Author: Peter Walker Political correspondent
Oscar winners, Nobel prize recipients and Brit award-garlanded overseas musicians are among foreign nationals who will be fast-tracked for UK visas under a tweak to immigration rules announced by the Home Office.
The list of qualifying awards is hugely prestigious, meaning anyone who uses the new scheme would almost certainly have succeeded in getting a visa via the existing “global talent” route, introduced in 2020. For scientists, it covers Nobel prizes in physics, chemistry or medicine, and the Fyssen international prize, while for mathematics, just the Fields medal is listed. People from computing, engineering and social science have a handful of eligible gongs.
Literature appears potentially the toughest route, with only the Nobel prize accepted – not even the Booker. There are routes for the visual arts, fashion, architecture and dance.
For film, TV and theatre, only some categories are deemed worthy of the fast track. For example, the only eligible Oscars are for acting in a leading – not supporting – role, cinematography, directing or writing, with the list not covering any technical categories. Similarly, winners of the Tony award for best choreography are eligible; those for best set design are not.
For music, possible routes include a best international male or female award at the Brits, best international act at the Mobo awards, or a Grammy for lifetime achievement.
In another initiative intended in part to mark the UK’s continued move towards a post-Brexit immigration system, the Home Office unveiled a new work visa system for young Indian nationals, based on an existing scheme for Australians, Canadians and others.
The arts and science scheme is a streamlining of the global talent visa route, which allows prominent people in areas including science, engineering and mathematics, as well as the arts and academia, to live and work in the UK for five-year periods. Under the scheme, applicants need endorsement from one of six professional bodies, including the Arts Council and Royal Academy.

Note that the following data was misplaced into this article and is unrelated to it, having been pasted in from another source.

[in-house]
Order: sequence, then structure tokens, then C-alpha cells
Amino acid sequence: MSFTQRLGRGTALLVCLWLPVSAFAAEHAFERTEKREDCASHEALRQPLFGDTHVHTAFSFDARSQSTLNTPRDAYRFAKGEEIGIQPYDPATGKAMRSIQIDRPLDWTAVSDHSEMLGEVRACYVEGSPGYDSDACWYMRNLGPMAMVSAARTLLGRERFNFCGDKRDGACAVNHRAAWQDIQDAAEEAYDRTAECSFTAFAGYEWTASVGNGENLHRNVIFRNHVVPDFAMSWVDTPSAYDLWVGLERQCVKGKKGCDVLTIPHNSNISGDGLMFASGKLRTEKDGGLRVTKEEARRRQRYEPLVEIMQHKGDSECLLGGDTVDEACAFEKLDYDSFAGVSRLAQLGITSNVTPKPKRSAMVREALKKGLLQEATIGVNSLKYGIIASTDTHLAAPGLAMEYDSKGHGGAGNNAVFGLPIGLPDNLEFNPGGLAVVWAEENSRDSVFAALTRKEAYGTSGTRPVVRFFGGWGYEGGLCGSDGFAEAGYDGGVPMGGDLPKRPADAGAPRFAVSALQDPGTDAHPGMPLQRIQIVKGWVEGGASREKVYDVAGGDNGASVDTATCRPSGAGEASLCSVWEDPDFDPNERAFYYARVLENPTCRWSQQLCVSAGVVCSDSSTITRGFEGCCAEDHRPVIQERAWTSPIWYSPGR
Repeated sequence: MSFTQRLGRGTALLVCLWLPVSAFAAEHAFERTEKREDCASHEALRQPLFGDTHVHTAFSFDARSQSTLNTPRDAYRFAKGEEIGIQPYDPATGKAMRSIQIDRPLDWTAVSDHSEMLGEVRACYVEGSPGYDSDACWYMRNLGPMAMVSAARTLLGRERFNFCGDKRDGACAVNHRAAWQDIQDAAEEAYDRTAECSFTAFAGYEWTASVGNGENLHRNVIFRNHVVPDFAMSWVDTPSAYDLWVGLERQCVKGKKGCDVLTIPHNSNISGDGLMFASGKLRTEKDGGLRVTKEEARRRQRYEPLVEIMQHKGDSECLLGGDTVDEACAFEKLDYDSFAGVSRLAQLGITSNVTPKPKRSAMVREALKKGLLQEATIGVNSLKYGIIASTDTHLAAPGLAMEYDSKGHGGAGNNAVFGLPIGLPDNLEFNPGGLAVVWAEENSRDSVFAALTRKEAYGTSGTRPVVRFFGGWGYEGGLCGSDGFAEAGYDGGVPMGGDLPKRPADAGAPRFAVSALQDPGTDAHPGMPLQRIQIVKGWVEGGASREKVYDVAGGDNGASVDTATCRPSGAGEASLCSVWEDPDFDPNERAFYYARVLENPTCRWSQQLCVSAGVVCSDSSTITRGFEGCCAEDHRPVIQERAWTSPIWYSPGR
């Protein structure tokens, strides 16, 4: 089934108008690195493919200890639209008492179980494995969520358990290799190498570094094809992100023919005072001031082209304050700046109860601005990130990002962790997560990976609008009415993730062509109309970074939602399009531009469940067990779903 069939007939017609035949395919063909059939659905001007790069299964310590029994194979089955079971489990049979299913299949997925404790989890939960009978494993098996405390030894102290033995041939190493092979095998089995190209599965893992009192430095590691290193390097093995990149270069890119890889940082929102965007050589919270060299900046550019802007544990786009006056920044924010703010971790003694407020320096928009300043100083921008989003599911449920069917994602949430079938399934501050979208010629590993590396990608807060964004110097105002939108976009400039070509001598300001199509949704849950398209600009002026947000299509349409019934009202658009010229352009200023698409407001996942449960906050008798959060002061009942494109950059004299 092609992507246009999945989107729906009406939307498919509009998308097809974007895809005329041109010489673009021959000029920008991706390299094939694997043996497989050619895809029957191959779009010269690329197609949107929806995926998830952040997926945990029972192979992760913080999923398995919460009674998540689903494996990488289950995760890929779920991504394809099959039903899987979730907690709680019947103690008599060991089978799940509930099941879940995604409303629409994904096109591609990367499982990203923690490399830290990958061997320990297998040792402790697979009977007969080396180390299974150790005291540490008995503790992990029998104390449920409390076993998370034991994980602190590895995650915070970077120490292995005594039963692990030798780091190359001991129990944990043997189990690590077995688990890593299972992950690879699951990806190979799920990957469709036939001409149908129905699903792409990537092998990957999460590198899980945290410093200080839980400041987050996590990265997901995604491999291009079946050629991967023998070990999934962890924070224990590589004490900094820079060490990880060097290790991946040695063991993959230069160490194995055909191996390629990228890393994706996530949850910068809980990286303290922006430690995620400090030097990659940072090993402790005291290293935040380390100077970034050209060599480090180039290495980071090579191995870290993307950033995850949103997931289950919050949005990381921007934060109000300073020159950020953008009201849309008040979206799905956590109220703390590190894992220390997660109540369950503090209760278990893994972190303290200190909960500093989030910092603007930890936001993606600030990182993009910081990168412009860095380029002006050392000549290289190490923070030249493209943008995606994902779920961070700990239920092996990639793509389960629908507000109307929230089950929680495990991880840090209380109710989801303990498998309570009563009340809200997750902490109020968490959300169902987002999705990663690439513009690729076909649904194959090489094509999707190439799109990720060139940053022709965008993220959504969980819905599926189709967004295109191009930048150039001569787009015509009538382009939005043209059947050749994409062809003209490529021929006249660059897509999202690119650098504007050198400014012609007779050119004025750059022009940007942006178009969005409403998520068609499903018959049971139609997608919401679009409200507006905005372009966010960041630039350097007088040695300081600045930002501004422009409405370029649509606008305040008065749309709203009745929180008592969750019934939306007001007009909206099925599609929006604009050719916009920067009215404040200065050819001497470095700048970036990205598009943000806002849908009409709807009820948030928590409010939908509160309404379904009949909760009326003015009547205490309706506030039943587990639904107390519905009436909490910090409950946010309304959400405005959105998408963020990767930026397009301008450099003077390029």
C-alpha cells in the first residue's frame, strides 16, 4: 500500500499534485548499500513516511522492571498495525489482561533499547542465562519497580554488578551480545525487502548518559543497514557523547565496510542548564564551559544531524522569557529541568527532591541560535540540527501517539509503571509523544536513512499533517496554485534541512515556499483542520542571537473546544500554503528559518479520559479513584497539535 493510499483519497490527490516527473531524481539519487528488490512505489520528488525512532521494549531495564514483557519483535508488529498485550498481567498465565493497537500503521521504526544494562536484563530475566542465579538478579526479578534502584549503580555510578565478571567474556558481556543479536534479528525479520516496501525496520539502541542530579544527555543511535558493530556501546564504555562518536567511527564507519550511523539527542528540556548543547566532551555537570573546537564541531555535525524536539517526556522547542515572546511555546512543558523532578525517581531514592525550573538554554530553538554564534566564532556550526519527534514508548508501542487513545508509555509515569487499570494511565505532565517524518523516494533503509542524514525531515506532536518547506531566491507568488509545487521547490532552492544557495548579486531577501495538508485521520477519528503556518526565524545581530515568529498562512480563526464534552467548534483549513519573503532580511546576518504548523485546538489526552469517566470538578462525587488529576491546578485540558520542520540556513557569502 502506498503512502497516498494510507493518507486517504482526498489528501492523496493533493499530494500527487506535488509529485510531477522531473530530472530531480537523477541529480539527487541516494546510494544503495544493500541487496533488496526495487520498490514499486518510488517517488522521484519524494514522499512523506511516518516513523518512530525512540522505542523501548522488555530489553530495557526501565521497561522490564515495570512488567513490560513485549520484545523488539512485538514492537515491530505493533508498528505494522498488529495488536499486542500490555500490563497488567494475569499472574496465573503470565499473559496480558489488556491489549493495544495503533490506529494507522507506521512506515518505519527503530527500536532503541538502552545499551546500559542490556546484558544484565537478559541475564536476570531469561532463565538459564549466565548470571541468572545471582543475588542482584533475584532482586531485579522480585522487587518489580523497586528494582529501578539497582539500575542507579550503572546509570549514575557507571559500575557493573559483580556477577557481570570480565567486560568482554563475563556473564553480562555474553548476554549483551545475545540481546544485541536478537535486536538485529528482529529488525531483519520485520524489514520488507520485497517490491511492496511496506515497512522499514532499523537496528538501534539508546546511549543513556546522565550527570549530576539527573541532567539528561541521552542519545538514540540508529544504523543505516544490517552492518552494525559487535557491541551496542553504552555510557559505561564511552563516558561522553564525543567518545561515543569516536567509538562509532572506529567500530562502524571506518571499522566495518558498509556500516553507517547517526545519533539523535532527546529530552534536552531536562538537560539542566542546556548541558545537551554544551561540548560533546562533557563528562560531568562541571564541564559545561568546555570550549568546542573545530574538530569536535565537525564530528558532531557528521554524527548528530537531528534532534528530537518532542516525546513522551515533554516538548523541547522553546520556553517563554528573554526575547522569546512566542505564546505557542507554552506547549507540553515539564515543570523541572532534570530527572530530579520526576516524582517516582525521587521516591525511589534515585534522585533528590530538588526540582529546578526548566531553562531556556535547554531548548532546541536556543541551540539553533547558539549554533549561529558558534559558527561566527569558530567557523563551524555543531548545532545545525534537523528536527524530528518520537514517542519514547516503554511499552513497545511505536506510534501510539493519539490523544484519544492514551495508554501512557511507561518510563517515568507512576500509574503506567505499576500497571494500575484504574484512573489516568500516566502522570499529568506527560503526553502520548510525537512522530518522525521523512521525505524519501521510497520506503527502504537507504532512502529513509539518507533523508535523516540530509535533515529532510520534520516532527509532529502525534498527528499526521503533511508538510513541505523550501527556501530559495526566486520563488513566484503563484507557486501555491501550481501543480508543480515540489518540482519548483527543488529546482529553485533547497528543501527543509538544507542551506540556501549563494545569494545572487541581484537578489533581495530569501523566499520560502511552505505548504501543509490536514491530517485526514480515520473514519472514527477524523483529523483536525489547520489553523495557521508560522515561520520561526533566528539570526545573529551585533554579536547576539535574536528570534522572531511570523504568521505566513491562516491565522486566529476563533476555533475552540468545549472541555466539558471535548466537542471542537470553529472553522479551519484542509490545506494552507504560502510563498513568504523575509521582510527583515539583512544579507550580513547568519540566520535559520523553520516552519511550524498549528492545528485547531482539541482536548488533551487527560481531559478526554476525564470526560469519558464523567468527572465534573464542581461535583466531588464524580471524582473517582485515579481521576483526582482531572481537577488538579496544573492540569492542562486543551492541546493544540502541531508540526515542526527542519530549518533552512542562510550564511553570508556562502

The new fast-track method would allow a designated set of prize winners to apply directly. The Home Office said it had worked with the six bodies to draw up the list, which would be kept under review.
The announcement appears unlikely to assuage the wider concerns of many people in the theatre and music industries about post-Brexit red tape for creative industries, which has made working in the EU notably more difficult.
In a separate immigration announcement, connected to a wider series of links with India sealed by a virtual meeting on Tuesday between Boris Johnson and the Indian prime minister, Narendra Modi, young nationals from both countries will have the reciprocal right to live and work in each other’s countries for up to two years.
Aimed at people aged 18-30, the initiative will be based on the existing Youth Mobility Scheme, which allows young people from nine countries and territories, including Australia, New Zealand, Canada, Japan and Hong Kong, to live and work in the UK for up to two years.
The immigration agreement is also aimed at boosting measures to deport Indian nationals who are not permitted to stay in the UK, and the same for Britons in India.